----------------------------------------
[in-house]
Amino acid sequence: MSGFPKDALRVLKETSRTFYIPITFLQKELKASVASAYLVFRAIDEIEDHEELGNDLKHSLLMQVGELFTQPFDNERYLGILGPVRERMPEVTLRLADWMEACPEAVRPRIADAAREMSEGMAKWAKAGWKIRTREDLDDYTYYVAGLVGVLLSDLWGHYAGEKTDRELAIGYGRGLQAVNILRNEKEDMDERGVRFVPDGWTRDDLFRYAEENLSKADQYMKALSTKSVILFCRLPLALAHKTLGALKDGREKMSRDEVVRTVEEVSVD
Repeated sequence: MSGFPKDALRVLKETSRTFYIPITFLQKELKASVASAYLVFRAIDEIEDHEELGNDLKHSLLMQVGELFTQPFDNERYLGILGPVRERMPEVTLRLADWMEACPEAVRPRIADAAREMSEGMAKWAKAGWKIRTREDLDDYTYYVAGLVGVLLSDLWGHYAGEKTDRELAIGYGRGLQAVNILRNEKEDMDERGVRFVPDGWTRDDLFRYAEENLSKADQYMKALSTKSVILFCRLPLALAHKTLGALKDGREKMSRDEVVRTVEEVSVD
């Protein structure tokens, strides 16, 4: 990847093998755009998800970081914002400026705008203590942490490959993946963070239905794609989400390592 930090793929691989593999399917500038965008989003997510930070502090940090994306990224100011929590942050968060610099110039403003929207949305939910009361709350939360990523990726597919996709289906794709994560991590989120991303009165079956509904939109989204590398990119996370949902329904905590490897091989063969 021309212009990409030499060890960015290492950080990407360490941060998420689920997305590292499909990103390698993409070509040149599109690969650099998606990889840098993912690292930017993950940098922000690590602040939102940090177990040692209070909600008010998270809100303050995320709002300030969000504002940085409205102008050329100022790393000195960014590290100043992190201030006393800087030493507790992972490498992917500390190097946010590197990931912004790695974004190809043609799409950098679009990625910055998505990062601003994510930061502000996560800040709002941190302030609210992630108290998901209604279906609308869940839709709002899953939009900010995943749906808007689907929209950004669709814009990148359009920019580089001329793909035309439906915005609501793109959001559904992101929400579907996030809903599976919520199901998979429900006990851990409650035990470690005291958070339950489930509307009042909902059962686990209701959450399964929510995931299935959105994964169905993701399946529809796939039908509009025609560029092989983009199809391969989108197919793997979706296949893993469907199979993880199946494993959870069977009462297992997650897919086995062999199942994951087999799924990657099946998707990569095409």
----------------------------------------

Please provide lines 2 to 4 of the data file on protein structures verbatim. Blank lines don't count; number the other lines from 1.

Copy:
Amino acid sequence: MSGFPKDALRVLKETSRTFYIPITFLQKELKASVASAYLVFRAIDEIEDHEELGNDLKHSLLMQVGELFTQPFDNERYLGILGPVRERMPEVTLRLADWMEACPEAVRPRIADAAREMSEGMAKWAKAGWKIRTREDLDDYTYYVAGLVGVLLSDLWGHYAGEKTDRELAIGYGRGLQAVNILRNEKEDMDERGVRFVPDGWTRDDLFRYAEENLSKADQYMKALSTKSVILFCRLPLALAHKTLGALKDGREKMSRDEVVRTVEEVSVD
Repeated sequence: MSGFPKDALRVLKETSRTFYIPITFLQKELKASVASAYLVFRAIDEIEDHEELGNDLKHSLLMQVGELFTQPFDNERYLGILGPVRERMPEVTLRLADWMEACPEAVRPRIADAAREMSEGMAKWAKAGWKIRTREDLDDYTYYVAGLVGVLLSDLWGHYAGEKTDRELAIGYGRGLQAVNILRNEKEDMDERGVRFVPDGWTRDDLFRYAEENLSKADQYMKALSTKSVILFCRLPLALAHKTLGALKDGREKMSRDEVVRTVEEVSVD
């Protein structure tokens, strides 16, 4: 990847093998755009998800970081914002400026705008203590942490490959993946963070239905794609989400390592 930090793929691989593999399917500038965008989003997510930070502090940090994306990224100011929590942050968060610099110039403003929207949305939910009361709350939360990523990726597919996709289906794709994560991590989120991303009165079956509904939109989204590398990119996370949902329904905590490897091989063969 021309212009990409030499060890960015290492950080990407360490941060998420689920997305590292499909990103390698993409070509040149599109690969650099998606990889840098993912690292930017993950940098922000690590602040939102940090177990040692209070909600008010998270809100303050995320709002300030969000504002940085409205102008050329100022790393000195960014590290100043992190201030006393800087030493507790992972490498992917500390190097946010590197990931912004790695974004190809043609799409950098679009990625910055998505990062601003994510930061502000996560800040709002941190302030609210992630108290998901209604279906609308869940839709709002899953939009900010995943749906808007689907929209950004669709814009990148359009920019580089001329793909035309439906915005609501793109959001559904992101929400579907996030809903599976919520199901998979429900006990851990409650035990470690005291958070339950489930509307009042909902059962686990209701959450399964929510995931299935959105994964169905993701399946529809796939039908509009025609560029092989983009199809391969989108197919793997979706296949893993469907199979993880199946494993959870069977009462297992997650897919086995062999199942994951087999799924990657099946998707990569095409």